The subjects and the depth to which they are covered is superb for most undergraduate classes and contexts. However, it may be insufficient for classes wholly dedicated to either optics or modern physics, or those wanting a deeply mathematical…read more

Reviewed by Thomas Burton, Assistant Professor, Massachusetts College of Liberal Arts on 5/24/21

Comprehensiveness rating:4 see less

The subjects and the depth to which they are covered is superb for most undergraduate classes and contexts. However, it may be insufficient for classes wholly dedicated to either optics or modern physics, or those wanting a deeply mathematical treatment of these subjects. The textbook’s glossary and index are thorough, greatly aid in navigating the material.

Content Accuracy rating:5

Throughout a semester of mostly teaching out of this textbook, my students and I were unable to find any significant errors or biased statements.

Relevance/Longevity rating:5

Myself and my students found the examples of many phenomena to be very relevant, as they were those we had seen or experienced in their day-to day lives. Often the textbook is updated with corrections or minor edits.

Clarity rating:5

Consistency rating:5

Modularity rating:4

Organization/Structure/Flow rating:5

## Difference Between Mass And Volume

Mass and volumes are the two components used to measure the objects. Quantification is the procedure of unearthing the quantity of an entity based on its weight, mass, length, and volume. Units used to measure an object in kilograms , Meter , seconds, and Kelvin. However, a few of us tend to get confused between the differences between Mass and **Volume**. This article is a ready reckoner guide to explain the differences between Mass and Volume.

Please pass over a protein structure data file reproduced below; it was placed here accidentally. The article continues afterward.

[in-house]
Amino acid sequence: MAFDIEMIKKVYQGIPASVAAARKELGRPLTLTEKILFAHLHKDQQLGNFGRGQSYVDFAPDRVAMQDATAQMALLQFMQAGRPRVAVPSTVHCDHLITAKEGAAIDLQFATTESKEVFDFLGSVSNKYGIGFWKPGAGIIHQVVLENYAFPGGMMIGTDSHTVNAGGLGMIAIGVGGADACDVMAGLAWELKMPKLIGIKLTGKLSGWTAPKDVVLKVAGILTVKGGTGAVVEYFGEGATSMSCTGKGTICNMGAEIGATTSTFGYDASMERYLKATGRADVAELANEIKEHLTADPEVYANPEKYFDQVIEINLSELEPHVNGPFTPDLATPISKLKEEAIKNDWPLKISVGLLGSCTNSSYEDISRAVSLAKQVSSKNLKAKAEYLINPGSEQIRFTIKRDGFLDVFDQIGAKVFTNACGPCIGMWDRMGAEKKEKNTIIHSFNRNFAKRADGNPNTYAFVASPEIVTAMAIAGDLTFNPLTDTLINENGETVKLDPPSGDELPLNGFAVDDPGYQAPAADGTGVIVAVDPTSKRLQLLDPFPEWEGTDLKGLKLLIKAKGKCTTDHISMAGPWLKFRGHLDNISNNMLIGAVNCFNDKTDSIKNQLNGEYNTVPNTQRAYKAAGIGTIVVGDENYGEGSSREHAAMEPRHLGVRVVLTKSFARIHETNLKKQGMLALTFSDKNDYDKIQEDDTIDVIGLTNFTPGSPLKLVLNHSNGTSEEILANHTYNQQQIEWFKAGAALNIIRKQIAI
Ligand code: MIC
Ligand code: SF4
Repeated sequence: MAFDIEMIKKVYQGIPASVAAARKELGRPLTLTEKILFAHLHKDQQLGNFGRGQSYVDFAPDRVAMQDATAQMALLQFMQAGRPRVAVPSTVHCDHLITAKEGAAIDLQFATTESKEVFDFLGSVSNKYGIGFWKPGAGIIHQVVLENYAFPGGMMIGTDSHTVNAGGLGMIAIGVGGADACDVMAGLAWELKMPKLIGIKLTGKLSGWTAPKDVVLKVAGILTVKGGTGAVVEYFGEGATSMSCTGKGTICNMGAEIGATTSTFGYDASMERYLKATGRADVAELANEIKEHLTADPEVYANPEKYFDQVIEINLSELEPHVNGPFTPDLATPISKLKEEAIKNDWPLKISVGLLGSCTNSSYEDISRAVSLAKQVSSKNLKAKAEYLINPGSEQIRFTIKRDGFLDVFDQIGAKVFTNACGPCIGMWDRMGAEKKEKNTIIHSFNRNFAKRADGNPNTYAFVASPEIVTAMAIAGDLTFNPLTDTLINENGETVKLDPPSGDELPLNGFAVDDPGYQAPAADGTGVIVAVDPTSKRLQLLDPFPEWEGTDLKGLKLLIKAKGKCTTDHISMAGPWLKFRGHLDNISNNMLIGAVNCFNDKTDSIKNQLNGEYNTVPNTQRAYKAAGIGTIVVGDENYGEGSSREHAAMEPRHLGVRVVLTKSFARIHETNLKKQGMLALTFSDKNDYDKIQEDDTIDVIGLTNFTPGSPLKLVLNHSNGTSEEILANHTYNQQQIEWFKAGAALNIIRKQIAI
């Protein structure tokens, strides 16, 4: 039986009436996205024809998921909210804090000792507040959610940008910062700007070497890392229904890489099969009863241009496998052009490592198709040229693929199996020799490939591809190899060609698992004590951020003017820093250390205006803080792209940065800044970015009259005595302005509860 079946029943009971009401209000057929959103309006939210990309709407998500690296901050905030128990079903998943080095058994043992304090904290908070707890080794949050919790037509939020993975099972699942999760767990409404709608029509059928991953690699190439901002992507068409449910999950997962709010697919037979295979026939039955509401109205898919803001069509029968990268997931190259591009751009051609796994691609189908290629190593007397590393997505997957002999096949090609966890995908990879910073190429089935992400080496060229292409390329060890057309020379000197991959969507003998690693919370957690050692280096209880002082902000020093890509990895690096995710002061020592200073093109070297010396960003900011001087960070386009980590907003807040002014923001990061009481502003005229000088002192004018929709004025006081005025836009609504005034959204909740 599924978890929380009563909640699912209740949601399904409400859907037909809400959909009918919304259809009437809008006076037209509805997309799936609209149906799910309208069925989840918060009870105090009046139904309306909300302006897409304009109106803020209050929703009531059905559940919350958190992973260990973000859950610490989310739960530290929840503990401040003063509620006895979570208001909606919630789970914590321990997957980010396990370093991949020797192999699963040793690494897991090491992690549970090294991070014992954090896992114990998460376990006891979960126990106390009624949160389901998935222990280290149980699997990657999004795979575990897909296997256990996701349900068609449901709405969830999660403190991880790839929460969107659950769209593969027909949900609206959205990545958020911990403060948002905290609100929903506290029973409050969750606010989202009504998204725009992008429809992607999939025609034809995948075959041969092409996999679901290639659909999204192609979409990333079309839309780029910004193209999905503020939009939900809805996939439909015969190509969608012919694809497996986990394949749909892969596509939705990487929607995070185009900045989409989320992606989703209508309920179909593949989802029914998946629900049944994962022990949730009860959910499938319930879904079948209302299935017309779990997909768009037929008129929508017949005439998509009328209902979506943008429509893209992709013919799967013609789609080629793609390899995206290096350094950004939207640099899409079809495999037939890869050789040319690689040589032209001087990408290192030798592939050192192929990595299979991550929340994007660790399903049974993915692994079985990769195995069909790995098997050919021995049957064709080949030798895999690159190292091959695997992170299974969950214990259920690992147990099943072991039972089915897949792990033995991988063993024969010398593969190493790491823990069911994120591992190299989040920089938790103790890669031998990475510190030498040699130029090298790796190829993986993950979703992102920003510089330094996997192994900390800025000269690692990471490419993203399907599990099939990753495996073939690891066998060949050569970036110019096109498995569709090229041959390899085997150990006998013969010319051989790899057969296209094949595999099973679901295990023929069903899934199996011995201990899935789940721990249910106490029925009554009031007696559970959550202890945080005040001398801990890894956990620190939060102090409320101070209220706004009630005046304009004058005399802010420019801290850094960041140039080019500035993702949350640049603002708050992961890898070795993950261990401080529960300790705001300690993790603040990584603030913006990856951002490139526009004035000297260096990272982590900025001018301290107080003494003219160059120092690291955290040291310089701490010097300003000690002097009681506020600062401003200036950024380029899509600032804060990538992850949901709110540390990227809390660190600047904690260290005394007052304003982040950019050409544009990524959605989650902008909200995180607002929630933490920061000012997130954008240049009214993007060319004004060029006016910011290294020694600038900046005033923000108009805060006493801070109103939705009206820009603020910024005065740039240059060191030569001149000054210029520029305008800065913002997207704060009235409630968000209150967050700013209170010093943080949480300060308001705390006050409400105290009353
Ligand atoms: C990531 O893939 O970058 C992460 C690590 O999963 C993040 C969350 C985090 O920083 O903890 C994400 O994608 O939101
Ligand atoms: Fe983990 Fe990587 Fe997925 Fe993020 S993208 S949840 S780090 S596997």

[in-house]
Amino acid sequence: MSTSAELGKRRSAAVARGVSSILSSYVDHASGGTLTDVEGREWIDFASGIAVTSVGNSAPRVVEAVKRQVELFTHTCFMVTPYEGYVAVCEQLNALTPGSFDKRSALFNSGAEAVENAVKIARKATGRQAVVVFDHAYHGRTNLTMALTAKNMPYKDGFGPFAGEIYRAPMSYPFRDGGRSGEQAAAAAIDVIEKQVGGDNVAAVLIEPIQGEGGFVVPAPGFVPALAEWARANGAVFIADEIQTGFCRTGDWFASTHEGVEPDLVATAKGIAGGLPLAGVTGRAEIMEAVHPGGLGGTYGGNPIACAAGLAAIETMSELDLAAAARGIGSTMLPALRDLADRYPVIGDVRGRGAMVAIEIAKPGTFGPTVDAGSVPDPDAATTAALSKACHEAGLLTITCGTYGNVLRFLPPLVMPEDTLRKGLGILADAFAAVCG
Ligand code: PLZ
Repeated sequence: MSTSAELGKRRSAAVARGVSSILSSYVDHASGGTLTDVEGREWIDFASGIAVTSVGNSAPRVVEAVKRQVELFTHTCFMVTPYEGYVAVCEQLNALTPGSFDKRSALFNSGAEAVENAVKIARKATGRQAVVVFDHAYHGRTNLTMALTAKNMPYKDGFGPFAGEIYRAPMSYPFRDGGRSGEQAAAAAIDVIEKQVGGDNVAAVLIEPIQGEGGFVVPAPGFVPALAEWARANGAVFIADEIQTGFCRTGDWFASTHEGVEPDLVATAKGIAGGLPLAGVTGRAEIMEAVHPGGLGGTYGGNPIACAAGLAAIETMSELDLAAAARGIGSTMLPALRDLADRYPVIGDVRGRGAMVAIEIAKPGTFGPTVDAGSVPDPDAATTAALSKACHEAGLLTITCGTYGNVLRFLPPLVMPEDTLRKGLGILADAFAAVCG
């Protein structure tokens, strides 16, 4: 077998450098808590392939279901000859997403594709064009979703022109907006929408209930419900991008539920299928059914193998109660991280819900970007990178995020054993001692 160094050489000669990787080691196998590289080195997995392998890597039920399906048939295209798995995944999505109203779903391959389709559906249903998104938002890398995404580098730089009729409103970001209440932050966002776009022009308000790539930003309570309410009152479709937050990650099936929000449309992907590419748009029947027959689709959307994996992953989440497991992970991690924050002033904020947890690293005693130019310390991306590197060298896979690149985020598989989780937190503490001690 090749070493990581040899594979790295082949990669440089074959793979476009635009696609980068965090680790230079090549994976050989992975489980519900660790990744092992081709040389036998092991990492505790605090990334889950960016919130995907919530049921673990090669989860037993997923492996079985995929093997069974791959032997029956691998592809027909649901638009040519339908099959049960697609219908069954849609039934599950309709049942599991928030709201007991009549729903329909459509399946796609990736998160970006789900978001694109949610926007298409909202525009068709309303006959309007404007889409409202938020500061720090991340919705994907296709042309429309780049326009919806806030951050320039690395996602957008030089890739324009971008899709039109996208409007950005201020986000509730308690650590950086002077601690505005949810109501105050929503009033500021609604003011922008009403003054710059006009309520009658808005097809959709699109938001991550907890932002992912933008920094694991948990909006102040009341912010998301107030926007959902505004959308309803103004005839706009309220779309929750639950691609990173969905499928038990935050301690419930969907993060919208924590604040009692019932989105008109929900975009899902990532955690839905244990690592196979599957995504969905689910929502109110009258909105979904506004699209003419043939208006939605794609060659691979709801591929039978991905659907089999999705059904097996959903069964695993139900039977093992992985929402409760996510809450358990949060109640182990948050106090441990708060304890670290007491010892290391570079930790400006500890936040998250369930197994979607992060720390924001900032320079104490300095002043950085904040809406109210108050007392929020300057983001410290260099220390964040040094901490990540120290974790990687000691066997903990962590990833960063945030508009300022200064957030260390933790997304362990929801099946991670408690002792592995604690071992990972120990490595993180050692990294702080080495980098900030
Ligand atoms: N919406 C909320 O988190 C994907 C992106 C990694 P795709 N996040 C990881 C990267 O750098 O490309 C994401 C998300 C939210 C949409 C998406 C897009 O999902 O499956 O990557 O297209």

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## Si Prefixes Applied To The Litre

The litre, though not an official SI unit, may be used with . The most commonly used derived unit is the millilitre, defined as one-thousandth of a litre, and also often referred to by the SI derived unit name “cubic centimetre”. It is a commonly used measure, especially in medicine, cooking and automotive engineering. Other units may be found in the table below, where the more often used terms are in bold. However, some authorities advise against some of them for example, in the United States, advocates using the millilitre or litre instead of the centilitre. There are two international standard symbols for the litre: L and l. In the United States the former is preferred because of the risk that the letter l and the 1 may be confused.

Multiple |
---|

## Control Volume Control Volume Analysis

A **control volume** is a fixed region in space chosen for the thermodynamic study of mass and energy balances for flowing systems. The boundary of the **control volume** may be a real or imaginary **envelope**. The control surface is the boundary of the control volume.